Is America’s Average Credit Score at an All-Time High?

high credit score

Yes! According to FICO, the developer of the most commonly used credit scoring model, America’s average score has reached 706. A score over 700 is usually deemed good. In the financial world, a perfect credit score of 850 has often been considered mythical and non-existent. But according to research by Experian, 1.2% of FICO scores in the US currently have a score of 850. So Americans with a perfect score do exist! But what’s more noteworthy is that the nation’s average score is now at a record high.

What does this increase in the national average mean?

Before understanding what the increase means, it’s important to know the fundamentals of credit scores. What is a credit score? Why is it important? And how is it determined? A credit score is a numerical representation of your creditworthiness based on a report sourced from credit bureaus. It summarizes your borrowing history and repayment behavior. A high score not only helps you qualify for a loan, but also gives you access to the best terms and lowest interest rates on any loan. Your credit score is calculated based on the length of your credit history, your outstanding debt, the types of accounts you have open, and your borrowing frequency. Lenders use this information to make lending decisions about you. 

An individual’s FICO score resides anywhere between 300 and 850. However, many often consider a score below 650 problematic. During the housing crisis a decade ago, the nation’s average score bottomed out at 686. But since then it has been steadily rising. So this increase in the nation’s average credit score means that Americans are now scoring better than ever in regards to credit.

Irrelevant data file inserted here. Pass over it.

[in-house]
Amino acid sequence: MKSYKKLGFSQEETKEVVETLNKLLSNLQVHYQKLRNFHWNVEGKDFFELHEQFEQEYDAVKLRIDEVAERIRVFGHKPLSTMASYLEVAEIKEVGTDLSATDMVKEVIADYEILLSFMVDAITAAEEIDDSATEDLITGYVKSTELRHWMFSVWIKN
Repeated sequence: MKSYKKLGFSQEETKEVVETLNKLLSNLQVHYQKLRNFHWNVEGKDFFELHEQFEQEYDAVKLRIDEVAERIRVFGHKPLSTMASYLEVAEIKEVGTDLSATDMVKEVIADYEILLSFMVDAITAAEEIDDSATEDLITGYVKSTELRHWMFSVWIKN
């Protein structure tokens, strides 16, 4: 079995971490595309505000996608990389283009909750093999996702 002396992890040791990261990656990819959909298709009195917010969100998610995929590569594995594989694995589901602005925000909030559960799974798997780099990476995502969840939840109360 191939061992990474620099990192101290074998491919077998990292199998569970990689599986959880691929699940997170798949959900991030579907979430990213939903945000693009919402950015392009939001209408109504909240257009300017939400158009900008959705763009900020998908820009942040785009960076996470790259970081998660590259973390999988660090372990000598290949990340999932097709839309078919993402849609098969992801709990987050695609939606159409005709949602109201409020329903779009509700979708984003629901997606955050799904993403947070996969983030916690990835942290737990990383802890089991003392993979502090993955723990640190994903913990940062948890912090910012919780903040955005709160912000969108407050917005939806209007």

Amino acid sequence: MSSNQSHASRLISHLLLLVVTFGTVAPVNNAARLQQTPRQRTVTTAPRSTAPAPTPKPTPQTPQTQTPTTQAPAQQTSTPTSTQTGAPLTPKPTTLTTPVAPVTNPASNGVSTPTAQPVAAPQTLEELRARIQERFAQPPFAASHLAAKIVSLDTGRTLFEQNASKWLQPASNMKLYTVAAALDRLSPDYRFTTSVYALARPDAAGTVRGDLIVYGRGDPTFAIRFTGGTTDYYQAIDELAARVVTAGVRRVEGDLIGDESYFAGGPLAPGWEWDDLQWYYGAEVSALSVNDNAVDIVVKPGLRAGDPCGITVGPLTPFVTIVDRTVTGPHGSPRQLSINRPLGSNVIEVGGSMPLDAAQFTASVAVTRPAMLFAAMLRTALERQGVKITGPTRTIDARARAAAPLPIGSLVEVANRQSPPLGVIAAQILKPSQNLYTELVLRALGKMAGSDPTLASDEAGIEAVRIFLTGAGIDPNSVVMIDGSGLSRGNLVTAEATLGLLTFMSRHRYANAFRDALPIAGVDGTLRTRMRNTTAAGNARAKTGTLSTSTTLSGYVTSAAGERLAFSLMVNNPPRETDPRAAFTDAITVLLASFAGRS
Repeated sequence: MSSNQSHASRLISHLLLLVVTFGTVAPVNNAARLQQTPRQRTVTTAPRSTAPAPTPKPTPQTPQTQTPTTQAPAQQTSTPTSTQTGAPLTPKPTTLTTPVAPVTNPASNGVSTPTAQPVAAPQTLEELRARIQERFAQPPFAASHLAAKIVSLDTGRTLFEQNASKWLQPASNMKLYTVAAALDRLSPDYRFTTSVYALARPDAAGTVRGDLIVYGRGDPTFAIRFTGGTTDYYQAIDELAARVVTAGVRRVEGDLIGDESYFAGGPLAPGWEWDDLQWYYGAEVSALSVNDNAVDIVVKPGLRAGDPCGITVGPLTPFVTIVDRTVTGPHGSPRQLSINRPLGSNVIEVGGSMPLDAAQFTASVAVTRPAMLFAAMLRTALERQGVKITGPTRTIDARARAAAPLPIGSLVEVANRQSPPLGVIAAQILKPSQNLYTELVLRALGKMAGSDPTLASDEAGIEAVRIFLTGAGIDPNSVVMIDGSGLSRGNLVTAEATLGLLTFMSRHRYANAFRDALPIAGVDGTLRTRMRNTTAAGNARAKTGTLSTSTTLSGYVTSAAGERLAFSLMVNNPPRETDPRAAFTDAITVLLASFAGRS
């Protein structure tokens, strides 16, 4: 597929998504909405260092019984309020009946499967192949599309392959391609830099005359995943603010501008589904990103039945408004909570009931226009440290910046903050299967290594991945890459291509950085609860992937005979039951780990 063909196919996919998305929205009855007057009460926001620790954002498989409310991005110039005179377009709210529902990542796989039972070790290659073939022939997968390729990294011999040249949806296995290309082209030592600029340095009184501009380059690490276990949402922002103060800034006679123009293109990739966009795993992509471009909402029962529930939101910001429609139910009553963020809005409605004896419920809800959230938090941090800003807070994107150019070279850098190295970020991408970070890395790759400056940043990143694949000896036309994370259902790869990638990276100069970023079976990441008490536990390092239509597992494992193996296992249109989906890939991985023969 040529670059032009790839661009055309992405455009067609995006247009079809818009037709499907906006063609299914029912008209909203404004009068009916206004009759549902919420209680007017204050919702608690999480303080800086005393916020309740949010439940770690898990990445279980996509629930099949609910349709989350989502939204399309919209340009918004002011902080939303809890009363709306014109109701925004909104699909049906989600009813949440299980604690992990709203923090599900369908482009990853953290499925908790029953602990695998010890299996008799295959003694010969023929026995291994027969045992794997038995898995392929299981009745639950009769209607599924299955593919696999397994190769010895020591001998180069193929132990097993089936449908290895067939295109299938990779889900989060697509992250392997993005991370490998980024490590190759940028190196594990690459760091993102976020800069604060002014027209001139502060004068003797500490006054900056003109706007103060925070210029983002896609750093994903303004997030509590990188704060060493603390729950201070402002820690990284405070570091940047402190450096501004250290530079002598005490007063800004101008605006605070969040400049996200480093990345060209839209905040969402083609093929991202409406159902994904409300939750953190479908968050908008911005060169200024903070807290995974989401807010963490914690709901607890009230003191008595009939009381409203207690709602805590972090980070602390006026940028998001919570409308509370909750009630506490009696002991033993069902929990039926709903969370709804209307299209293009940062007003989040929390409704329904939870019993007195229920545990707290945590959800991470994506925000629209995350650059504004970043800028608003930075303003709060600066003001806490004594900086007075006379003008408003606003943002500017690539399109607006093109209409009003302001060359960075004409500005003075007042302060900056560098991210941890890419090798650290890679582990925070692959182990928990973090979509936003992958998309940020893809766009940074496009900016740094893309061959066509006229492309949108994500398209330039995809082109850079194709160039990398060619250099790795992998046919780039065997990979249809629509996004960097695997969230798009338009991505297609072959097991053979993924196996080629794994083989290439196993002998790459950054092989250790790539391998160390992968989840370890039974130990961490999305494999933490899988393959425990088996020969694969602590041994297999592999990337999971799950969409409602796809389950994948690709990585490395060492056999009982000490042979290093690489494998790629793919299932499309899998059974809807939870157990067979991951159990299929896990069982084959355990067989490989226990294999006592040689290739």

What factors have contributed to this increase?

According to experts, the country is going through a relatively stable economic period. The unemployment percentage has been low and good market conditions have contributed to an improvement in consumers’ financial health.

In addition to this, the new standards for public records called for tax liens and civil debts to be excluded from credit reports. According to the Wall Street Journal, removing this information from records has led to an increase in the scores of nearly 12 million consumers by up to 40 points. This has played a key role in boosting the national average. 

Moreover, most consumers now clearly understand the effect of their credit behavior on their score. They are also much more aware of the consequences of having a poor credit score. As a result, many consumers are now making prudent and responsible financial decisions. 

While it’s great news that the nation’s average score has reached a record-high, what can you do to achieve a perfect credit score? Pay your bills on time, keep your credit card balances low, and limit your applications for new credit- make this a habit, and a perfect score will no longer seem like a myth!